The Federal Court has found that not only did Viagogo make false claims about ticket availabilities, they also failed to disclose pricey additional fees to consumers.
The Australian Federal Court has found that ticket reseller Viagogo has breached Australian consumer law on a number of counts, relating to misleading consumers.
The Australian Competition and Consumer Commission says the Court found three examples of the company misleading the public when reselling tickets for entertainment, music and live sport events.
The first related to the availability of tickets.
“Viagogo’s claims misled consumers into buying tickets by including claims like ‘less than one per cent tickets remaining,’ to create a false sense of urgency,” ACCC Chair Rod Sims said.
In reality, the ‘scarcity’ only referred to how many tickets the resale platform itself had left - it did not include tickets for sale on other sites.
Viagogo’s use of the word ‘official’ was also criticised as misleading. This resulted in consumers believing they were buying authentic tickets from an official website, when in fact Viagogo is a ticket resale website, located in Switzerland.
Ticket pricing was also a key criticism. It’s understood that Viagogo advertised a ‘headline price’ excluding booking and handling fees – often extending to an extra 31 per cent.
“Today’s Federal Court decision is a reminder to businesses that consumers must be clearly told that there are additional fees associated with a displayed price,” said Sims.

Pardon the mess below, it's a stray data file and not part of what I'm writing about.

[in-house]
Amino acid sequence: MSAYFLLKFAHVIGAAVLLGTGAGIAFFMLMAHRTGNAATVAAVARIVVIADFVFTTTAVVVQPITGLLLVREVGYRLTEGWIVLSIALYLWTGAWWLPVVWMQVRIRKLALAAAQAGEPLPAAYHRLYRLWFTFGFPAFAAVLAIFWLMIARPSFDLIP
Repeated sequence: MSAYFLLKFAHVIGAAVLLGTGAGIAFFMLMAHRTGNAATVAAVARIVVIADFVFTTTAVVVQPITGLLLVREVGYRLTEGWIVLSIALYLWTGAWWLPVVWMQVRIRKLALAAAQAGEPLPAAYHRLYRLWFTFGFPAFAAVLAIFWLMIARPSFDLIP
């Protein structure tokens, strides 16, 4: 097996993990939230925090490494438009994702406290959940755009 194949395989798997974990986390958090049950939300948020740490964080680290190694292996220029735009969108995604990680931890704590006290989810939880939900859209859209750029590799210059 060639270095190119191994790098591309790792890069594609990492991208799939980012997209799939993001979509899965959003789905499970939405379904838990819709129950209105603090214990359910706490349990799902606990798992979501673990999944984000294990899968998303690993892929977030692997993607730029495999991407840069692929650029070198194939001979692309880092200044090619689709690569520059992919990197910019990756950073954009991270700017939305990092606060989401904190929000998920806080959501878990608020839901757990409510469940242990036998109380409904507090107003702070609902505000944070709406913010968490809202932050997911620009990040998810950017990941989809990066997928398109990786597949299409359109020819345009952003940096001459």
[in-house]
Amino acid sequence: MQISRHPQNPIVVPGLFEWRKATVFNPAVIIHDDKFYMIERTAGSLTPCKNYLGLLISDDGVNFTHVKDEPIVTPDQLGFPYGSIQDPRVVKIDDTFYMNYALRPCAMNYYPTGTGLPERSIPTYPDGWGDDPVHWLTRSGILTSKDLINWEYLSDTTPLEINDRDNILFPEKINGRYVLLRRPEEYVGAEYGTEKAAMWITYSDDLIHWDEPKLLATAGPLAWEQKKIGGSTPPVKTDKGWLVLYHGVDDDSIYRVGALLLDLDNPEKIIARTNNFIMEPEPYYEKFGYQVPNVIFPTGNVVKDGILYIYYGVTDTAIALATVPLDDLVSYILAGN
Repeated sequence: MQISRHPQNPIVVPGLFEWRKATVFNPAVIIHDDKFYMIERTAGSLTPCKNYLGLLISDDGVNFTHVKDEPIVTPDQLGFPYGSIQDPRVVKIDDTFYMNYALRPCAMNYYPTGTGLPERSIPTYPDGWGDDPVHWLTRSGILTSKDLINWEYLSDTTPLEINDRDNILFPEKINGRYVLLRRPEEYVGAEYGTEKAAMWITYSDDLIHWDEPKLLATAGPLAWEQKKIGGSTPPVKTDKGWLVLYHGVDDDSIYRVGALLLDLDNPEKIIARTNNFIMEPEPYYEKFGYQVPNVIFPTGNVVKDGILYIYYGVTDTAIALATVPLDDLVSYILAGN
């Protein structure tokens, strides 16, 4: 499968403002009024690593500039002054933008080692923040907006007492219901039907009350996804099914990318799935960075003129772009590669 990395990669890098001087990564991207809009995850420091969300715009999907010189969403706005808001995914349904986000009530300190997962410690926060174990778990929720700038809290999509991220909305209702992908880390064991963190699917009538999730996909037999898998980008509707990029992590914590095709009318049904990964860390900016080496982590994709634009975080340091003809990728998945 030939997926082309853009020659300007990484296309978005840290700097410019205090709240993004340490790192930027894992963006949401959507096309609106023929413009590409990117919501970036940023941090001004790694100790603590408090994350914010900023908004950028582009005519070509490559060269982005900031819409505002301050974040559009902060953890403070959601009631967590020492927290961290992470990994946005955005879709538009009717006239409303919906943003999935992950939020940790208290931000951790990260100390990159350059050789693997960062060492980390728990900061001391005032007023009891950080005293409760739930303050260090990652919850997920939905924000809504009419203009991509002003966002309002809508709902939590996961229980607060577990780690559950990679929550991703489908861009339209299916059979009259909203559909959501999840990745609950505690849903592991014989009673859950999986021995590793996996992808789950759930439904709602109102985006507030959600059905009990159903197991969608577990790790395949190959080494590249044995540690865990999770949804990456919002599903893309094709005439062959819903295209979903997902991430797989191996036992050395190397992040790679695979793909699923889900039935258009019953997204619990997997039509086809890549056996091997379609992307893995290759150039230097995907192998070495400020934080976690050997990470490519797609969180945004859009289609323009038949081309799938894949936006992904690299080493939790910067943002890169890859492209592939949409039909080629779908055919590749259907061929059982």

Penalties and orders are yet to be determined by The Court at a later, unconfirmed date.
Not the first time Viagogo has been under fire
In August 2017, the ACCC took the ticket reseller to Federal Court over allegations that it breached Australian Consumer Law when reselling recreational event tickets from 1 May 2017 to 26 June 2017.
The ACCC said that in 2017, it received 473 complaints against Viagogo.
In January 2018, it was reported that a quarter of tickets for the Australian Open sold on Viagogo were invalid. This prompted Tennis Australia (same hyperlink as previous) to issue a public warning about the risks of purchasing tickets on reselling platforms.
"We've tried to educate the public for a number of years not to buy from unauthorised resellers and use our official channels,” a spokeswoman said.
Unsatisfied customers have also taken to online review sites to vocalise their concerns and negative experiences, some claiming the site “should be called scalper’s delight.”